MAP is an innovative humanities re­search foundation that is currently constructing an analytical database and search engine to assist scholars working on Renaissance and Early Modern hu­manist disciplines and to introduce the documentary heritage of the Medici to a broader public. MAP’s chief focus is the collection of letters of the Medici Grand Dukes, called the Mediceo del Principato, housed at the State Archive in Florence, the Archivio di Stato di Fi­renze (ASF).

In 1993, MAP began operations with an initial grant from the National Endow­ment for the Humanities (NEH). In 2000, MAP launched its program of three-year post-doctoral fellowships, thanks to gen­erous support from the Samuel H. Kress Foundation, Fondazione Monte dei Paschi dei Siena, Fondazione Compag­nia di San Paolo, De Roy Testamentary Foundation, and the National Endow­ment for the Humanities. Over twenty fellows have thus far participated in the program (many of whom now serve as university professors and museum cura­tors), carrying out independent research

and developing MAP’s database, which is now available on-line at This database currently comprises over thirteen-thousand biographical entries and some twenty-thousand unpublished document entries which are transcribed from the original text, contextualized in English, and tagged according to data­base research criteria. As of 2009, the An­drew W. Mellon Foundation has agreed to sponsor a new, state-of-the-art on-line interactive database, which will be opera­tive in the next years.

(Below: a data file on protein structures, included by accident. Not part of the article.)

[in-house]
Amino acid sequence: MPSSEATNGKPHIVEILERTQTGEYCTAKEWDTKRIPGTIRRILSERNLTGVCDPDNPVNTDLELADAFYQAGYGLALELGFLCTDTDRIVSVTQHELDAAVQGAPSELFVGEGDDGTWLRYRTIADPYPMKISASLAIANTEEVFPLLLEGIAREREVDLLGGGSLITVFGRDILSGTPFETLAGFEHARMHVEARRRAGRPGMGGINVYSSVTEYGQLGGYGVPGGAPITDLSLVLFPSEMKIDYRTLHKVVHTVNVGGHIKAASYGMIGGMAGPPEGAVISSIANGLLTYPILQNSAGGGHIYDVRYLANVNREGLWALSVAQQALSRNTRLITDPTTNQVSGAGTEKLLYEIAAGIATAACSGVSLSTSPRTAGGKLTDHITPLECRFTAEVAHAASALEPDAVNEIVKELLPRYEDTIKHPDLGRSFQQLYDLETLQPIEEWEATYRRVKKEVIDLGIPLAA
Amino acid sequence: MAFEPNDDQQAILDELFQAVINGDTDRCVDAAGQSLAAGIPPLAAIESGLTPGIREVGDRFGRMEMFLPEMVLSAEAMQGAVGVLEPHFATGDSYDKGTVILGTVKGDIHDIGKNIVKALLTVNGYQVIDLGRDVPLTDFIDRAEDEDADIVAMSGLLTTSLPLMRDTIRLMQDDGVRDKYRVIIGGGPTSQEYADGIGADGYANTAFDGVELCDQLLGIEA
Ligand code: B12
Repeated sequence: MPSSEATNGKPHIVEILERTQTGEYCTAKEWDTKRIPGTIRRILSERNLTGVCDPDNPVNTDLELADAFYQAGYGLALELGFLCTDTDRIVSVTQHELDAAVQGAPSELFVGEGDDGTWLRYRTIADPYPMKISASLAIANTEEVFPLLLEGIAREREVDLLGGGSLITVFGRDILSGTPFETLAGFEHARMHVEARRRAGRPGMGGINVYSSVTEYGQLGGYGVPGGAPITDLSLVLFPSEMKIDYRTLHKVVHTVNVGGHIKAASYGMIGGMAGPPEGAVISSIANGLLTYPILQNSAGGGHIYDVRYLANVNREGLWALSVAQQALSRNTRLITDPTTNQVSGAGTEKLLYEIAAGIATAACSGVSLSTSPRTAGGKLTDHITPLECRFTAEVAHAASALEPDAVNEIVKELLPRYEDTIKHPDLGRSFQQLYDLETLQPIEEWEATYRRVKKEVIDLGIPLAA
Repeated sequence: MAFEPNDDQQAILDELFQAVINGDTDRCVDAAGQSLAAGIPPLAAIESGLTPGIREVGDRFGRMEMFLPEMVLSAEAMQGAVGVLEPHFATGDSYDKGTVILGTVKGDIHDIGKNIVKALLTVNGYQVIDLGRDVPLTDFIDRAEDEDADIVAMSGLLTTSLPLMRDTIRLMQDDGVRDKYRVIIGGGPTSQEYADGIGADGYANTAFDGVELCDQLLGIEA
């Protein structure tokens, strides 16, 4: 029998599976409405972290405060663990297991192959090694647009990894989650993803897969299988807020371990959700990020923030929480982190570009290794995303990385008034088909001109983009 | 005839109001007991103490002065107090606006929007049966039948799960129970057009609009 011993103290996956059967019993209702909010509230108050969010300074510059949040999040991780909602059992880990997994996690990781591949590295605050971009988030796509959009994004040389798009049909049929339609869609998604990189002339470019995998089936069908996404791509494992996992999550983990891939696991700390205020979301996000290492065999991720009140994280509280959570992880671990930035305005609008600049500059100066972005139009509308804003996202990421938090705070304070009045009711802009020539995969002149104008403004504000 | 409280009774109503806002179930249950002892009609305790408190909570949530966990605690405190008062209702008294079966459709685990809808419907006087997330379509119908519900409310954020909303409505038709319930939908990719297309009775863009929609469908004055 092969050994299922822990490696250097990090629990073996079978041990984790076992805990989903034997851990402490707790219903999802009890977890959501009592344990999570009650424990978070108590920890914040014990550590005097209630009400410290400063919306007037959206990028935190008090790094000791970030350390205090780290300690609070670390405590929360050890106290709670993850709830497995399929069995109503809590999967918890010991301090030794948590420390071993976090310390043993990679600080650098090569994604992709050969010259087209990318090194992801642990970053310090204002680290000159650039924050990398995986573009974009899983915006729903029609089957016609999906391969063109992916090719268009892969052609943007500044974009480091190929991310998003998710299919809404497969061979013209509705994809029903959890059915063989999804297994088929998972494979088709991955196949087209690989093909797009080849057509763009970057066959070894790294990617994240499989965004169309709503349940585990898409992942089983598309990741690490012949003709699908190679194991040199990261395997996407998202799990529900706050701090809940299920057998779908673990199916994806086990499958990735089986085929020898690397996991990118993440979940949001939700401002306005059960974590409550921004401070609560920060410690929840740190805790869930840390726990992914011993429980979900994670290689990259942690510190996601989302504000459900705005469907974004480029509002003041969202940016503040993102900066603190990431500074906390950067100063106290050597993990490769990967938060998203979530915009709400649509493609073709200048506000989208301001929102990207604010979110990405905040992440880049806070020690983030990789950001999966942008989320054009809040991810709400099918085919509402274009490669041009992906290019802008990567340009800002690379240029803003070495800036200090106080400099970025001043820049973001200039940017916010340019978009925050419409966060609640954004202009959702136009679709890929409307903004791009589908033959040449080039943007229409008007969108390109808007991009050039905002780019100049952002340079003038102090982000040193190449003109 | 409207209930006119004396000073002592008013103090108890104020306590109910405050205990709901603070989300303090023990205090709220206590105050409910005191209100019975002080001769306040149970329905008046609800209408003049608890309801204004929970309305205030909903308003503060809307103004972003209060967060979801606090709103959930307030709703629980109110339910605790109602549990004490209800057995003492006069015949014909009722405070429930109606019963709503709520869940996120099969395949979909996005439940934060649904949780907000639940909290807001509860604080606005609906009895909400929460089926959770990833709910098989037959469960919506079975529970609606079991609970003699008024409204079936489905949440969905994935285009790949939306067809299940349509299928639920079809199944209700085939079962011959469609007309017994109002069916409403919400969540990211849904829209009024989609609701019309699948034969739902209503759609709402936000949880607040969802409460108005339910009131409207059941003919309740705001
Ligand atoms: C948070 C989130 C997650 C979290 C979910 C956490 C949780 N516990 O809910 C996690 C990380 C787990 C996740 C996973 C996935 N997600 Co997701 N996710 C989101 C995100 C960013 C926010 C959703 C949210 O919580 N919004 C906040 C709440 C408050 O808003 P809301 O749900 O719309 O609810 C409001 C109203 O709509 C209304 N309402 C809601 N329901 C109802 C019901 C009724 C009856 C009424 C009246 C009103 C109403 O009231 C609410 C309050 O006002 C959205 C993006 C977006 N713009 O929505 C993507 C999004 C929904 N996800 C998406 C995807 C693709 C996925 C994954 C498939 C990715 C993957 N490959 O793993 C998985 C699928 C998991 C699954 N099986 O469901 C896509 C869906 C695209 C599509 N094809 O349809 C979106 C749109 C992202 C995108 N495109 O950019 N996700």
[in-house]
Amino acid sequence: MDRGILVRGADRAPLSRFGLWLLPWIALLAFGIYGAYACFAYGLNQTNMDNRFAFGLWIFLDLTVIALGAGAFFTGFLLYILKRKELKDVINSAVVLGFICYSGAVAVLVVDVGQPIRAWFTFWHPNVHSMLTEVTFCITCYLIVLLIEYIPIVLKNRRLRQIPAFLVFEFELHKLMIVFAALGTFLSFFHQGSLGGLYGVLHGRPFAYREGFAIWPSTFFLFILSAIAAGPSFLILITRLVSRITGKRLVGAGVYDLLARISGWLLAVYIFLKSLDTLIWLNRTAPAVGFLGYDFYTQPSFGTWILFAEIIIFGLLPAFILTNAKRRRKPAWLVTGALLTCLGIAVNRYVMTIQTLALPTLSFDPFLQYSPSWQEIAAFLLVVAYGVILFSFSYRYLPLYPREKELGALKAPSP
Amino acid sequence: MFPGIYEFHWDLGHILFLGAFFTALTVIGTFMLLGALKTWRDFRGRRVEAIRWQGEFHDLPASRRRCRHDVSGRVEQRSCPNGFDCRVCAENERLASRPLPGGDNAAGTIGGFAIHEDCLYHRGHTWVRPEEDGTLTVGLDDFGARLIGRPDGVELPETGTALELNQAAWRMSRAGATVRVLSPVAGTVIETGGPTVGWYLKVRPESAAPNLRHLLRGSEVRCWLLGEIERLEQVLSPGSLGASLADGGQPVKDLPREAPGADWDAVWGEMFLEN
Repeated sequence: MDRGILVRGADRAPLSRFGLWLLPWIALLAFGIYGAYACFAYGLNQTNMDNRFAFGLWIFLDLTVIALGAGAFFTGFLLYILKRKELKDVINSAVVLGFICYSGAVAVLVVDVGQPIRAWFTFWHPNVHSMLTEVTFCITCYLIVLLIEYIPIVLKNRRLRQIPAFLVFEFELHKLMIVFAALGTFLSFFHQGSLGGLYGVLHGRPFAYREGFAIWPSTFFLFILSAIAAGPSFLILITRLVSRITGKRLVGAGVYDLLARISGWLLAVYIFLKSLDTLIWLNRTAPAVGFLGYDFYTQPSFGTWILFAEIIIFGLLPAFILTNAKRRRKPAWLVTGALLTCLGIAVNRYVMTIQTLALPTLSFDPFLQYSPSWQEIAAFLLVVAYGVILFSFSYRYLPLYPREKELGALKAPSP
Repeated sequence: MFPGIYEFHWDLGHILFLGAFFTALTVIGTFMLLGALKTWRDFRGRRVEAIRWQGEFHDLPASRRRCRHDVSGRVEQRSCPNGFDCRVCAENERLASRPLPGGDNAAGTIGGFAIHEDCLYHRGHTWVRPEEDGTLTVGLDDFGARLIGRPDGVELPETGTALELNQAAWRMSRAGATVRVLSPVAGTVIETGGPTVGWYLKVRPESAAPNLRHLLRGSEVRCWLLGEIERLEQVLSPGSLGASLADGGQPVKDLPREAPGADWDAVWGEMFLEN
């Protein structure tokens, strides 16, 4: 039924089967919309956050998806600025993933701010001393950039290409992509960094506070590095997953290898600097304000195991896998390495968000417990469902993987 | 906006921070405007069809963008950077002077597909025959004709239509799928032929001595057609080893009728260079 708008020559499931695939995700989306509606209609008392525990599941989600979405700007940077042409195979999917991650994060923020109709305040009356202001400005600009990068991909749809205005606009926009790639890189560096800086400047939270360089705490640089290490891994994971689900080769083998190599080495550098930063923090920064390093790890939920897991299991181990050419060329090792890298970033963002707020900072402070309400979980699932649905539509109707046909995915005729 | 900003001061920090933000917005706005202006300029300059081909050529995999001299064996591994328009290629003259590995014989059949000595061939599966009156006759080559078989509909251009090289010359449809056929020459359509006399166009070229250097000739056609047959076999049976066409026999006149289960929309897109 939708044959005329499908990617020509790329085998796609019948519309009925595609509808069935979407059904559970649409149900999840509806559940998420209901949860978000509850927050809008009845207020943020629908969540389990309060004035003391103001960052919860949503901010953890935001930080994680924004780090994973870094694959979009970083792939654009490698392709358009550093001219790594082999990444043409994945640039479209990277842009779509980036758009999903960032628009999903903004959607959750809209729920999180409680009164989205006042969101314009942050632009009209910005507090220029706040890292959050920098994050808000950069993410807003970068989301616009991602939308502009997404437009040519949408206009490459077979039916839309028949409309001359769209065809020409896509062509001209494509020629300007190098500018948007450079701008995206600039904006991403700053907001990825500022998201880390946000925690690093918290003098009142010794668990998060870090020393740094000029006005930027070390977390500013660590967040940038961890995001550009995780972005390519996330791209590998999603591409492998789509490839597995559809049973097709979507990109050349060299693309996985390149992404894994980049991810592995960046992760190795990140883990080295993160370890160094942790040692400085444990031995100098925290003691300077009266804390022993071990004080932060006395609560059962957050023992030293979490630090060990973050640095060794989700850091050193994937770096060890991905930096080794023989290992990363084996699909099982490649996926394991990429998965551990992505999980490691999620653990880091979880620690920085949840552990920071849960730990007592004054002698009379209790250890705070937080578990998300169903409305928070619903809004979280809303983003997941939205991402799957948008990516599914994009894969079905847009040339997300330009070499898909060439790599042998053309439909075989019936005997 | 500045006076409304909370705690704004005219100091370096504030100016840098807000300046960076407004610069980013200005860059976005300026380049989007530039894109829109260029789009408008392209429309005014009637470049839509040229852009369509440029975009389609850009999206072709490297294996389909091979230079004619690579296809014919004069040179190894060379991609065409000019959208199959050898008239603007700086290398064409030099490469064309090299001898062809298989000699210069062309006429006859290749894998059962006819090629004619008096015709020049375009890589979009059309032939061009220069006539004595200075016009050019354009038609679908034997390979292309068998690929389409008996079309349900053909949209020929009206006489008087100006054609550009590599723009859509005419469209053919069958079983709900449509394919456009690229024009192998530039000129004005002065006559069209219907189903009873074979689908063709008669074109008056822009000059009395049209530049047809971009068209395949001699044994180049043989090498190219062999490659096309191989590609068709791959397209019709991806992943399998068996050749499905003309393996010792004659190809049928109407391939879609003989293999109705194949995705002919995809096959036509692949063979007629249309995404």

MAP is also involved in promoting scholarly conferences, exhibitions, a publication series of scholarly studies, and courses on paleography and archival studies, the latter sponsored by the Sam­uel H. Kress Foundation. MAP is also laying the foundation for a scholarly pro­gram whose aim is to study the history of women in Early Modern Europe as they are described in the Medici Granducal Archive (Mediceo del Principato).


In the relationship between science and patronage, how great has been the danger of restrictions imposed by patrons on the scientists’ freedom of research?

ALESSIO ASSONITIS: The danger has certainly been real, but not as much as one would think. During Renaissance, for instance, there was great freedom of research for scientists.

How has the relationship between science and patronage changed over the centuries?

ALESSIO ASSONITIS: It is difficult to answer this question. What I can say for sure is that today there is much more money invested in scientific projects than in the promotion of art and humanities. The reason of such a discrepancy is the commercial development of science.

Who are the new patrons today?

ALESSIO ASSONITIS: In the field of humanities, there are foundations in Italy (such as Monte dei Paschi di Siena Foundation) and in the US (Ford Foundation) that sponsor art and cultural projects and the restoration of architectural heritage. Many foundations also support research.

Interview by Laura Giacalone

Laura Giacalone is the Associate Editor of the Italian Journal.